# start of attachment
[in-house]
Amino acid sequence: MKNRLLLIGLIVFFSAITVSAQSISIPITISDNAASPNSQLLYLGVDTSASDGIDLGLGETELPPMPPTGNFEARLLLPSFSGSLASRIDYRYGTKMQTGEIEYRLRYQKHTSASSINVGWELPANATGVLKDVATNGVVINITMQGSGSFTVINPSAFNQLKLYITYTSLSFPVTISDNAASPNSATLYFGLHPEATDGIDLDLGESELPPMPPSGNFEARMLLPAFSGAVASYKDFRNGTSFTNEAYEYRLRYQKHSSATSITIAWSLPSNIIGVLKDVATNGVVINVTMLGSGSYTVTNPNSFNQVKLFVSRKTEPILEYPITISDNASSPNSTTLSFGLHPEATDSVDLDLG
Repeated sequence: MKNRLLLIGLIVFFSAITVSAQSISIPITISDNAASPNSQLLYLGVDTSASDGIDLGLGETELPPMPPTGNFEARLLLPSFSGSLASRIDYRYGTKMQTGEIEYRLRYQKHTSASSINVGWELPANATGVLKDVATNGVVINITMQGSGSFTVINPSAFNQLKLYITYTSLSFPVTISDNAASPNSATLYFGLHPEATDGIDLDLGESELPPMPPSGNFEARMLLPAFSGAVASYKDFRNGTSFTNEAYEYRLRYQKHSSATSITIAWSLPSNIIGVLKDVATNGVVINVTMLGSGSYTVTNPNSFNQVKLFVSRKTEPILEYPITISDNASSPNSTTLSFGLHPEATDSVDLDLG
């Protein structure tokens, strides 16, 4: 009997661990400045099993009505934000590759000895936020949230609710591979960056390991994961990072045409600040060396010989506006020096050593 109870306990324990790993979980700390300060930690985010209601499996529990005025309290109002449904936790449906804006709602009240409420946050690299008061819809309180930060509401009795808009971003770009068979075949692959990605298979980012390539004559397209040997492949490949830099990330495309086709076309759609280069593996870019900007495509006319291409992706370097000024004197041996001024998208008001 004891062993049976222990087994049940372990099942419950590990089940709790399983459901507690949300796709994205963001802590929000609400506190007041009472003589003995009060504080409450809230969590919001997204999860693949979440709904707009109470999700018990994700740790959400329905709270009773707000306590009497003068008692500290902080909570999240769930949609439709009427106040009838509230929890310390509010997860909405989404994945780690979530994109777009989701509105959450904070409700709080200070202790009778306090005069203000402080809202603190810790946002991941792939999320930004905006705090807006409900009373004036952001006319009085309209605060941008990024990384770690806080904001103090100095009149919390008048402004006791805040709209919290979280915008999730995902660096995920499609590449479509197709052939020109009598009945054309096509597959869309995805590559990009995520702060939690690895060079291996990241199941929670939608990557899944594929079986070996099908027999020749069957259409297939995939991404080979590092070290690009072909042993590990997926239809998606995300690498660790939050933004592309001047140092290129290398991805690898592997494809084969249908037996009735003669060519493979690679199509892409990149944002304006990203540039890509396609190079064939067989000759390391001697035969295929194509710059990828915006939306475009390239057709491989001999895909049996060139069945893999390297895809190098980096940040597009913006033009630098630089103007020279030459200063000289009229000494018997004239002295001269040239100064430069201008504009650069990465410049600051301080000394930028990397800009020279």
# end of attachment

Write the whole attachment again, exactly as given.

[in-house]
Amino acid sequence: MKNRLLLIGLIVFFSAITVSAQSISIPITISDNAASPNSQLLYLGVDTSASDGIDLGLGETELPPMPPTGNFEARLLLPSFSGSLASRIDYRYGTKMQTGEIEYRLRYQKHTSASSINVGWELPANATGVLKDVATNGVVINITMQGSGSFTVINPSAFNQLKLYITYTSLSFPVTISDNAASPNSATLYFGLHPEATDGIDLDLGESELPPMPPSGNFEARMLLPAFSGAVASYKDFRNGTSFTNEAYEYRLRYQKHSSATSITIAWSLPSNIIGVLKDVATNGVVINVTMLGSGSYTVTNPNSFNQVKLFVSRKTEPILEYPITISDNASSPNSTTLSFGLHPEATDSVDLDLG
Repeated sequence: MKNRLLLIGLIVFFSAITVSAQSISIPITISDNAASPNSQLLYLGVDTSASDGIDLGLGETELPPMPPTGNFEARLLLPSFSGSLASRIDYRYGTKMQTGEIEYRLRYQKHTSASSINVGWELPANATGVLKDVATNGVVINITMQGSGSFTVINPSAFNQLKLYITYTSLSFPVTISDNAASPNSATLYFGLHPEATDGIDLDLGESELPPMPPSGNFEARMLLPAFSGAVASYKDFRNGTSFTNEAYEYRLRYQKHSSATSITIAWSLPSNIIGVLKDVATNGVVINVTMLGSGSYTVTNPNSFNQVKLFVSRKTEPILEYPITISDNASSPNSTTLSFGLHPEATDSVDLDLG
């Protein structure tokens, strides 16, 4: 009997661990400045099993009505934000590759000895936020949230609710591979960056390991994961990072045409600040060396010989506006020096050593 109870306990324990790993979980700390300060930690985010209601499996529990005025309290109002449904936790449906804006709602009240409420946050690299008061819809309180930060509401009795808009971003770009068979075949692959990605298979980012390539004559397209040997492949490949830099990330495309086709076309759609280069593996870019900007495509006319291409992706370097000024004197041996001024998208008001 004891062993049976222990087994049940372990099942419950590990089940709790399983459901507690949300796709994205963001802590929000609400506190007041009472003589003995009060504080409450809230969590919001997204999860693949979440709904707009109470999700018990994700740790959400329905709270009773707000306590009497003068008692500290902080909570999240769930949609439709009427106040009838509230929890310390509010997860909405989404994945780690979530994109777009989701509105959450904070409700709080200070202790009778306090005069203000402080809202603190810790946002991941792939999320930004905006705090807006409900009373004036952001006319009085309209605060941008990024990384770690806080904001103090100095009149919390008048402004006791805040709209919290979280915008999730995902660096995920499609590449479509197709052939020109009598009945054309096509597959869309995805590559990009995520702060939690690895060079291996990241199941929670939608990557899944594929079986070996099908027999020749069957259409297939995939991404080979590092070290690009072909042993590990997926239809998606995300690498660790939050933004592309001047140092290129290398991805690898592997494809084969249908037996009735003669060519493979690679199509892409990149944002304006990203540039890509396609190079064939067989000759390391001697035969295929194509710059990828915006939306475009390239057709491989001999895909049996060139069945893999390297895809190098980096940040597009913006033009630098630089103007020279030459200063000289009229000494018997004239002295001269040239100064430069201008504009650069990465410049600051301080000394930028990397800009020279």